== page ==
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Is this the end of bonus culture?

Australian banking group ANZ has announced that it will no longer remunerate its staff with bonuses based on individual performance. Instead, from October this year, staff will be paid a “Group Performance Dividend”, which is based on the bank’s performance from a risk, financial, customer, people and reputation perspective. 

This is a radical move, and one which is likely to shock high-flying investment bankers. It overturns a global, industry-wide culture of bonus payments, a culture that the industry has fiercely protected against attempts at reform from governments, regulators and shareholders. And it is no surprise that the move has its genesis in a scandal of mis-selling and wrongdoing by all Australian banks. The scandal resulted in the investigating Royal Commission making some strong recommendations to reform the industry. ANZ has been the first to take action on bonuses. 

The Australian banks are having reform thrust upon them. Following years of social and political pressure, the government gave way and announced an enquiry into the sector in late 2017, appointing a Royal Commission led by High Court Judge Kenneth Hayne. The Royal Commission made its final report earlier this year, dealing a hammer blow to the reputation of Australia’s “Big Four” banks: ANZ, Commonwealth Bank of Australia, Westpac and NAB. 

The findings of the Commission were brutal: the banks had lied to regulators, charged customers unfairly, aggressively sold inappropriate products, and made huge profits at the expense of those least able to pay: drought-hit farmers, customers with poor English skills, and the chronically indebted. The picture painted was of a ruthless and venal industry growing fat on the misery of its customers, then lying about these practices to regulators and politicians. 

Kenneth Hayne, the judge who led the enquiry, summed up the mood, saying: “Saying sorry and promising not to do it again has not prevented recurrence. The time has come to decide what is to be done in response to what has happened. The financial services industry is too important to the economy of the nation to allow what has happened in the past to continue or to happen again.”

The Commission made 76 orders designed to right the wrongs of the past and to stop any recurrence. 24 financial sector companies were referred to prosecutors for possible civil and criminal proceedings. All the banks have taken steps to comply with the findings, but ANZ is the first to address the bonus culture and how it leads to misconduct. 

What makes the Australian experience different from other banking scandals is that the entire industry has come under examination, rather than individual firms, and the charge sheet is so broad as to cover the bulk of their business. In addition to these charges levelled at their retail operations, the banks also stand accused of rigging interest rates, facilitating money laundering, and other wholesale misdemeanours. The entire banking system of Australia has been examined, and has been found wanting.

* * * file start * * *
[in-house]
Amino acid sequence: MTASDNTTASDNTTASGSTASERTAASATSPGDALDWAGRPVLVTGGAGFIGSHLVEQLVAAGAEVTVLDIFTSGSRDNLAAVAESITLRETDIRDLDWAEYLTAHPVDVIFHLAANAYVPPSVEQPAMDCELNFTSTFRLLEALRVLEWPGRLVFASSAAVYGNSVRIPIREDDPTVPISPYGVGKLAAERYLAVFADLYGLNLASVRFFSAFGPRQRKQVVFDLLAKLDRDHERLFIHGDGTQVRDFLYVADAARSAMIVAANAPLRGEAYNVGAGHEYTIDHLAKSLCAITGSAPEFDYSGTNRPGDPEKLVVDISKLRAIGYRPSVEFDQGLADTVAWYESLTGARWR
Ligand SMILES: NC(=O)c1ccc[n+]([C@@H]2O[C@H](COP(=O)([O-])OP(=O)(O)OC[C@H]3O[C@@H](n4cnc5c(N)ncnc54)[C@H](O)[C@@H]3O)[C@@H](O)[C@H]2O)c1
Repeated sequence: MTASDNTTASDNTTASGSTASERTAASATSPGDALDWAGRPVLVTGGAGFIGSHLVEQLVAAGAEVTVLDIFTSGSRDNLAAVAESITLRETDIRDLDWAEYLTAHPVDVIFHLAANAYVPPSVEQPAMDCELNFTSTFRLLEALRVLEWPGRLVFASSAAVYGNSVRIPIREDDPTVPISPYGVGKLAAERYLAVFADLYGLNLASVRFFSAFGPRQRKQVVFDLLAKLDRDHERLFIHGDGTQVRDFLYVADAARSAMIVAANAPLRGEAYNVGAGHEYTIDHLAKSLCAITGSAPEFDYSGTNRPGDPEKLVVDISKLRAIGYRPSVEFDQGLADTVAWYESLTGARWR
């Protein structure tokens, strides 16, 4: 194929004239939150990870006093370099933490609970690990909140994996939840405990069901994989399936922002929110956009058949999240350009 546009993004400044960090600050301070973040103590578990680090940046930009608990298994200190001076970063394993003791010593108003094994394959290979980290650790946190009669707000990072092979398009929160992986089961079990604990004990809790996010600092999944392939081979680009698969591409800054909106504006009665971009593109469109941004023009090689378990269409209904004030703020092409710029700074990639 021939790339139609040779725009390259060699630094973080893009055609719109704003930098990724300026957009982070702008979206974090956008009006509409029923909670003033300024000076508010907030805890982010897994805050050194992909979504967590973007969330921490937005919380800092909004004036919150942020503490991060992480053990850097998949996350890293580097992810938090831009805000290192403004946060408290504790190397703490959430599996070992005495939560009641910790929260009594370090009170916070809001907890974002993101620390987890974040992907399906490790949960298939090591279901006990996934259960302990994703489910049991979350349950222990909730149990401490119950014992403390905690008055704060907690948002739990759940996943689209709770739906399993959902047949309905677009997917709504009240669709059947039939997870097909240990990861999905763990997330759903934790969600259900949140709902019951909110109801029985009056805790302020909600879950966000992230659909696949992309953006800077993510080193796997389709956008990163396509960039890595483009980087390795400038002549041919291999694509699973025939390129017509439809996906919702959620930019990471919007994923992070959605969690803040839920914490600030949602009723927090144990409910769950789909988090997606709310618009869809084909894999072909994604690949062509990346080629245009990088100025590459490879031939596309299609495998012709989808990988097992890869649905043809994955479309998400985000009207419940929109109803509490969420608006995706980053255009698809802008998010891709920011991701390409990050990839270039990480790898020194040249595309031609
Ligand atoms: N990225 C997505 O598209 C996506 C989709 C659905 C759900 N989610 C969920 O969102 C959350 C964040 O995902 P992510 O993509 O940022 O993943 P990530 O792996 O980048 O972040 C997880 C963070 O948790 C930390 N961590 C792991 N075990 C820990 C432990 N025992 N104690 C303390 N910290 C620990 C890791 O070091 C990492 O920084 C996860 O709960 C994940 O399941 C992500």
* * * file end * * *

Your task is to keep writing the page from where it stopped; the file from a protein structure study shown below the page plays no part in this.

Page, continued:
So ANZ’s move to end bonus payments is born of an existential threat, and demands for a wholesale reinvention of its culture. Chief Executive Shayne Elliott has taken the brave decision to attack the perceived root cause of so many poor decisions: the rewards that individuals can make for beating internally-set targets. By replacing this with rewards based on the performance of the whole bank, along with compliance, risk and reputational measures, Elliott hopes to drive out the selfish greed that led to so much misconduct, and to replace it with a sense of reward from corporate achievement and purpose. 

What is doubly ironic is that Australian banks lead the world in reporting their Environmental, Social and Governance (ESG) metrics. All produce comprehensive data on these areas, and closely link financial performance with ESG performance. But what has been revealed by the Royal Commission is that the Social and Governance elements of their ESG programmes were a fig leaf covering serious failings. 

The fall out from the scandal is still underway. The Government has pledged to strengthen the regulators, criminal and civil cases will emerge, and large fines – or even prison sentences – will be handed out to the guilty parties across the financial sector. Meanwhile, European, American and Asian banks are taking advantage of the domestic banks’ weakness by muscling in on this highly profitable country, taking market share from the disgraced incumbents. 

So how will an adjustment of bonus calculations make a difference? 


Corporate culture takes years, even decades to form. The culture that has developed from the bonus system has given rise to countless examples of egregious behaviour by bankers. It will take a long time to re-set the culture of a whole sector. But ANZ has set the ball rolling, starting with a highly meaningful gesture. Resolve the bonus conundrum, where misconduct can be rewarded, and the overall banking culture of a nation may follow.
 

What is clear is that Australian banks will never again be taken at their word. When they make promises in the future, they will be tested on those promises, not given the benefit of the doubt. And an unintended consequence of the scandal is that their ESG claims will suffer too, and will be scrutinised and interrogated by a far more sceptical investor audience. 

All of which has to be good news for the longer term health of the sector. Remove the cultural rot at the heart of an institution, and it can start to deliver a benign purpose and fairly reward staff and shareholders. It remains to be seen if the move will result in senior staff leaving for other more conventional bonus environments, but either way, we could be witnessing the start of an immense change in the culture of the banking industry.